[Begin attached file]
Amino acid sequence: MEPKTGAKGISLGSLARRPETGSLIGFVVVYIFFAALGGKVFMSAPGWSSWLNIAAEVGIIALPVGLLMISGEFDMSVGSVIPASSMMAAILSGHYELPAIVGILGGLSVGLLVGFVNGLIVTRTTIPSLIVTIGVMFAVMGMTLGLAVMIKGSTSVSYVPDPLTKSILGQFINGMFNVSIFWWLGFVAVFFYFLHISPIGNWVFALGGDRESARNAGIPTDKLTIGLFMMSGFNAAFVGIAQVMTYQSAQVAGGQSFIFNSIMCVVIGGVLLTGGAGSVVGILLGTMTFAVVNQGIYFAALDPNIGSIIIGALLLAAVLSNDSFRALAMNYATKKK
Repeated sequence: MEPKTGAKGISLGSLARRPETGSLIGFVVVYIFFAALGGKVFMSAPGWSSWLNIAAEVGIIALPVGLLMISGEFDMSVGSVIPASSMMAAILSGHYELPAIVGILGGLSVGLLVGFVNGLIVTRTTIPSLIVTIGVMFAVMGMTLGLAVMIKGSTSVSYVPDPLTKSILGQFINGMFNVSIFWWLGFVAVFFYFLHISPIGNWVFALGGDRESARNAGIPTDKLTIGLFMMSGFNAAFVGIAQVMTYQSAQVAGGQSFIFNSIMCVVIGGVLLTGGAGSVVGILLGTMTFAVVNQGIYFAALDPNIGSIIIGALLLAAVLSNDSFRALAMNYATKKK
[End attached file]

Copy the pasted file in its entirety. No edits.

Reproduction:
Amino acid sequence: MEPKTGAKGISLGSLARRPETGSLIGFVVVYIFFAALGGKVFMSAPGWSSWLNIAAEVGIIALPVGLLMISGEFDMSVGSVIPASSMMAAILSGHYELPAIVGILGGLSVGLLVGFVNGLIVTRTTIPSLIVTIGVMFAVMGMTLGLAVMIKGSTSVSYVPDPLTKSILGQFINGMFNVSIFWWLGFVAVFFYFLHISPIGNWVFALGGDRESARNAGIPTDKLTIGLFMMSGFNAAFVGIAQVMTYQSAQVAGGQSFIFNSIMCVVIGGVLLTGGAGSVVGILLGTMTFAVVNQGIYFAALDPNIGSIIIGALLLAAVLSNDSFRALAMNYATKKK
Repeated sequence: MEPKTGAKGISLGSLARRPETGSLIGFVVVYIFFAALGGKVFMSAPGWSSWLNIAAEVGIIALPVGLLMISGEFDMSVGSVIPASSMMAAILSGHYELPAIVGILGGLSVGLLVGFVNGLIVTRTTIPSLIVTIGVMFAVMGMTLGLAVMIKGSTSVSYVPDPLTKSILGQFINGMFNVSIFWWLGFVAVFFYFLHISPIGNWVFALGGDRESARNAGIPTDKLTIGLFMMSGFNAAFVGIAQVMTYQSAQVAGGQSFIFNSIMCVVIGGVLLTGGAGSVVGILLGTMTFAVVNQGIYFAALDPNIGSIIIGALLLAAVLSNDSFRALAMNYATKKK